Three Parts to a Prayer
This is paraphrased from the book The ABC of Prayer by Glenn Coon
This individual was once a Christian, but, as you will see lost her way as the result of a number of influences that were introduced into her life. At the age of 6 she was introduced to snuff and in her ‘teens she started to use alcohol.
Somewhere along the line she united with the church. For a short time, she gave up both the use of snuff and alcohol, and then just as suddenly she went back to her old habits. Finally, one Sabbath morning, she heard a sermon that impressed her. She felt that deep desire to cut loose from these habits and not knowing what else to do phoned the pastor. He was a young man. He told her he didn’t know what he could do for her but would talk to the church board about it and see what they might suggest. The matter was brought up at the next church board meeting and they helped her right out of the church!
Sometime later we came to that city to hold a series of meetings and she came! On Sunday night I invited anyone who wanted deliverance from any habit or problem to meet me after the service where we passed out some prayer request cards. When the pastor and I looked over the cards he told me the story I have just related and I suggested that we visit her.
When she answered the door, the first thing I did was smile and say, “Sister George, we haven’t come here to scold you.” As I looked her in the eyes, I could see the relief. She began to relax when she realised that we hadn’t come to condemn or embarrass her. However, she undoubtedly expected to be berated and scolded, for this is what had happened before. This is what those naming the name of Christ had done the last time they had called. God forgive us! Oh, that we could learn the approach Jesus used and find the success He found.
I felt impressed to continue in this vein of thought. I said, “We’ve come to help you, because we love you as a Christian. Now suppose you had been involved in an accident and had lost a lot of blood. Is it reasonable,” I said, ” that the Doctor would stand by your bedside and scold you for having lost so much blood?” She looked at me and in her timid way smiled as she shook her head, “No,” she said, “I don’t suppose he would…. he would order a transfusion.”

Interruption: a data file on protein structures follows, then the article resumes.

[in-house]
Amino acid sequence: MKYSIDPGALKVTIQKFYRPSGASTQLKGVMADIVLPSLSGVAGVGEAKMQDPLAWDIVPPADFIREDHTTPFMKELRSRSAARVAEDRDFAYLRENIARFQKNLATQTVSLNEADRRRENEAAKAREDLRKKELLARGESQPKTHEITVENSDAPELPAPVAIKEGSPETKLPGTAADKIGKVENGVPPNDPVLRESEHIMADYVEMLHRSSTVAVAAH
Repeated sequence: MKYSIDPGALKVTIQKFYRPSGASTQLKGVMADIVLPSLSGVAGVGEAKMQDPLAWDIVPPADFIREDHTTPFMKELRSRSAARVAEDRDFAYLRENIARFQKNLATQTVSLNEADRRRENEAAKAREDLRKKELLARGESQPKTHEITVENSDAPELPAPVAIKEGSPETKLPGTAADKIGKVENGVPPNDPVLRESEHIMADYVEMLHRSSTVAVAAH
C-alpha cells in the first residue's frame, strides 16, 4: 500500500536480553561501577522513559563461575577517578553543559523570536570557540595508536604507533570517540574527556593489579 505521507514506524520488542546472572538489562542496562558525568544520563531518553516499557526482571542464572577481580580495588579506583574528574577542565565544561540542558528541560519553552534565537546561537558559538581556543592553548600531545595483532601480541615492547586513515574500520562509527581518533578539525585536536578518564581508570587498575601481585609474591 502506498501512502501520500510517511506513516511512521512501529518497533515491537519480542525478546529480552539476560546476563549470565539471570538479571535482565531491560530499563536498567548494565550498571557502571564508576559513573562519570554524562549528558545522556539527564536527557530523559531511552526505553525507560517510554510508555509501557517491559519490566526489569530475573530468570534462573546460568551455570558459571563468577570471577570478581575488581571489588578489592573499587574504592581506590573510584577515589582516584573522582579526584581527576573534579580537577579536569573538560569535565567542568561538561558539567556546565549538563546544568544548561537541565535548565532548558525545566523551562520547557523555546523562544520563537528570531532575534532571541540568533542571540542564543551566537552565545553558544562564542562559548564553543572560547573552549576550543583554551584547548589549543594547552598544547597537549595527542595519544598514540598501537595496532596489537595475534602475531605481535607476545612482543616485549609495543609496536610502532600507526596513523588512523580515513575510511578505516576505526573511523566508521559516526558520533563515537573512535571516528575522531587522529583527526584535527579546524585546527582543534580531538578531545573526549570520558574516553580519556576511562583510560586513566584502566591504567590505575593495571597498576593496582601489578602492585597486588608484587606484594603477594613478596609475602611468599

The moment I heard her say that, I felt impressed to give to her a spiritual transfusion and said, “Sister, that’s exactly what we have come to do!” I had never thought of the claiming of Bible promises as being a spiritual transfusion, but I felt impressed by the Holy Spirit that that’s exactly what it is! I must have looked overjoyed as I told her of the victory she would receive that very afternoon as the result of the spiritual transfusion we were about to give to her.
She had already heard the A, B, C’s of prayer in the meetings. ‘A’ stands for ‘ask’, ‘B’ for ‘believe’, and ‘C means ‘claim’ or ‘receive’, after which we give thanks. She knew that! She had related these A, B, C,s to the promises of God’s word and realised that each step was important to victory. But we reviewed it together and thrilled to realise how simple and yet how powerful it was.
Then we read several verses including Matthew 1:21 ‘He shall save His people from their sins’ and John 6:63 ‘…the words which I speak unto you, they are spirit and they are life.’
We knelt. First the pastor prayed a beautiful prayer in which he confessed that we all have sinned and come short of the mark that has been set for us. He included each of us in that prayer. But, he reminded us, provision has been made for each of us to become strong where we are weak through the power of Jesus. “Now here is a promise, Lord,” he said, “Jesus will save us from our sins. I ask You now, Lord to save Bertha George and give her victory over these habits. I believe that You are, on the basis of these promises, saving her. I claim this salvation for her and thank You that You are doing it.”
I felt the presence of the Holy Spirit as this pastor prayed. He was praying a prayer of reception – claiming – receiving what God had promised. Since God cannot lie, I knew He was going to answer this request. When he finished, it was Bertha George’s turn to pray, and this is what she said: “Dear Jesus, I don’t ask You to save me just from alcohol and tobacco, but I ask You to clean me all up, Amen.”
That was a beautiful prayer and prayed so sincerely, but she had left the B and C out altogether, so just as soon as she said, “Amen,” I continued her prayer by saying, “…and Lord, we believe You are doing it, and we want to thank You for delivering Bertha George completely.” And I got just that far and Bertha interrupted my prayer and said, “Dear Lord, You do love me, don’t You? I didn’t know that You loved me so. I’m so glad You do love me….”
This poor woman had lost all sight of the fact that God loved her. But here in the presence of the love of God that filled that room, the Lord helped us to help her see that He still loved her. In the quietness of that moment the impact of His love broke through and she realised it with clarity and power. She wept for joy as she realised the God loved her. Then she continued, “….thank You Lord, You have delivered me…”
We rose to our feet and I gripped her hand and said, “Sister George, not because you feel it, but because God has promised, do you believe that you have victory?” I wanted to have her say it again, realising that confession of belief is so important to lasting victory.
“I know God has given me victory. I know it!”
Less than a week later, in the same church, two alcoholics were present at the after-service. They had come in response to an invitation extended them by two of the members of the church. Somehow Bertha George found out about the problem these two people had, and very quietly she slipped over to where the lady sat and gently took her hand…